If you are like most California employees, you probably dread going to work some days. Unfortunately, few, if any, people can honestly say that they consistently love going to work. Most workplaces have at least one or two people who make work life difficult for others either via general negativity or outright harassment.
If you must deal with one or more such people, however, at what point does his, her or their harassment rise to the level of a hostile work environment for which you could file suit against your employer? The answer to this question involves a myriad of factors, including the following:
- What type of harassment did your co-worker perpetrate against you?
- For what period of time did this harassment continue?
- How intense was this harassment?
- How did this harassment negatively affect your workplace productivity and performance?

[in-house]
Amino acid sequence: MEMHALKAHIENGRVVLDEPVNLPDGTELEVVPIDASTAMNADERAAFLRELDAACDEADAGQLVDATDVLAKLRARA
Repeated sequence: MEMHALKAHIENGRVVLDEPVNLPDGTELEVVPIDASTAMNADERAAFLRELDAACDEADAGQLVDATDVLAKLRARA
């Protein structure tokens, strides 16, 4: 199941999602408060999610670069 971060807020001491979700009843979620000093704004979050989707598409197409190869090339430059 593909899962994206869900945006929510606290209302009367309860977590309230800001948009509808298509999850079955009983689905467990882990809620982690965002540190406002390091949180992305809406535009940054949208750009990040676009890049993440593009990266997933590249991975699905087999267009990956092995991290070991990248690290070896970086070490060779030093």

Words versus actions
To prove hostile work environment, you usually need to prove that your co-worker’s harassment of you amounted to more than mere words. As an example, regardless of how uncomfortable your co-worker’s incessant off-color jokes make you feel, they do not constitute a hostile work environment, even after you tell him or her to stop it. The same holds true for snide or deprecating remarks about your appearance, your personal habits, your lunchroom food, etc.
In general, your co-worker must actually do something to you rather than just say something to you for his or her words to rise to the level of hostile work environment. However, the one exception to this has to do with the exact words (s)he uses. If things (s)he says to you are so lewd, offensive or demeaning that your work suffers because of them and the humiliation they cause you, you may be able to convince a judge or jury that these words constituted a verbal assault against you. If you can prove verbal assault, this represents the necessary “act” for hostile work environment.